The PGF allows you to get the distribution when the probabilities of success for each trial are not all the same.

Re: Looking for alternate approach

Thank you very much. I had not considered a generating function. My experience with them is for single variable sequences. I really don't have a feel for multivariate ones. The only reference on the second Wikipedia entry you posted is for Univariate Discrete Distributions, which is also a reference for Bernoulli distributions. I have some understanding of the single variable generating functions. Would you recommend a resource that could help me understand multivariate ones?

The actual probabilities are not as important as what I would like to do with them. I am trying to look at optimization problems in several contexts. One of them is optimizing staffing, where new hires expect certain pay, but make a lot of mistakes. More experienced staff makes fewer mistakes, but expects more pay. I was interested in seeing if there was a way to optimize job success rates while minimizing salaries. In a different context, I was interested in changing call takers to coins where two gamblers are playing a game. They both start with a certain amount of money. They purchase coins from the house with known probabilities for flipping heads. Then, both gamblers flip all of their coins, and for each head that comes up, their opponent must choose one of their coins to return to the house. Between these two contexts, and possibly others, I would like to see if some general theory emerges relating to this type of optimization.

Edit:

Looking over multivariable generating functions a bit more, it is possible that my solution in my first post can be plugged directly into a generating function:

$\displaystyle \displaymode G(x)=\sum_{k=0}^\infty \left( \sum_{b_1+...+b_m=k} \left( \prod_{i=1}^m {\left( \binom{a_i}{b_i} \text{Pr}(A_i)^{b_i} (1-\text{Pr}(A_i))^{a_i-b_i} \right)} \right)x^k \right)$

Is this what you mean by a probability generating function? This one is obviously single-variable, but I could probably make it multivariable. Using that, should it be possible for me to obtain the statistical data I am interested in? Again, a reference for how I can use the generating function would be extremely helpful. I really don't have enough intuition when it comes to statistics to know what I am looking at to narrow down my searches.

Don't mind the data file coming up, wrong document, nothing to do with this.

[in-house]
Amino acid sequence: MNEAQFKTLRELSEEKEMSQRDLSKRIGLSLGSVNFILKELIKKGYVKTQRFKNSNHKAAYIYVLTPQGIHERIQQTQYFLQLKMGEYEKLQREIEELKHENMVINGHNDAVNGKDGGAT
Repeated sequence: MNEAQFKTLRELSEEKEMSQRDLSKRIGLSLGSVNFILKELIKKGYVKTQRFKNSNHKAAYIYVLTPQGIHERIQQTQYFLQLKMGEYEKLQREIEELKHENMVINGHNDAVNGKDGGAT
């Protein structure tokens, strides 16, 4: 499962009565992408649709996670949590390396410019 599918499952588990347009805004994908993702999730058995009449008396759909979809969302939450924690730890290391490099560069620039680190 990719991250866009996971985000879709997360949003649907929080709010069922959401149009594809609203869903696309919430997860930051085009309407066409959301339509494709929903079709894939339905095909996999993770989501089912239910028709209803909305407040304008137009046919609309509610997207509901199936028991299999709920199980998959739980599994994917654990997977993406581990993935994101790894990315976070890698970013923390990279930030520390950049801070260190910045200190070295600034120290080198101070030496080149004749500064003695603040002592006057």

Re: Looking for alternate approach

Ok, thinking about this some more, let's look at the case when $\displaystyle m=1$. Then, this is simply a bernoulli trial, and we have $\displaystyle \text{P}(X=k)=\binom{a_1}{k}\text{Pr}(A_1)^k(1-\text{Pr}(A_1)^{a_1-k}$. In the case that $\displaystyle m=2$, then I have:

$\displaystyle \displaymode \sum_{b_1=0}^k{\left(\binom{a_1}{b_1}\binom{a_2}{k-b_1}\text{Pr}(A_1)^{b_1}\text{Pr}(A_2)^{k-b_1}(1-\text{Pr}(A_1))^{a_1-b_1}(1-\text{Pr}(A_2))^{a_2+b_1-k}\right)}$

This looks very much like a multinomial expansion, but with a few extra terms. I will play around with this until I can make more sense of that generating function.

Re: Looking for alternate approach

WolframAlpha figured it out for me. I have a multivariate hypergeometric distribution. Does anyone know a good book I might use to read up more about them? I was told the following are excellent books in general on Probability:

An Introduction to Stochastic Processes, by Edward P.C. Kao, Duxbury Press, 1997,

Introduction to Probability Models, by Sheldon M. Ross, Academic Press (eight edition) 2003

But, of course, a book that specifically covers hypergeometric distributions would be better.

Re: Looking for alternate approach

Sheldon Ross's book is really good (I have it myself), but that version is really old.

What I'd suggest you do is go to Amazon and look at the Table Of Contents (TOC) for the book and see how much of this it includes.

With that aside though, the book covers quite a lot of stuff and is a good resource if you will be doing this kind of thing frequently.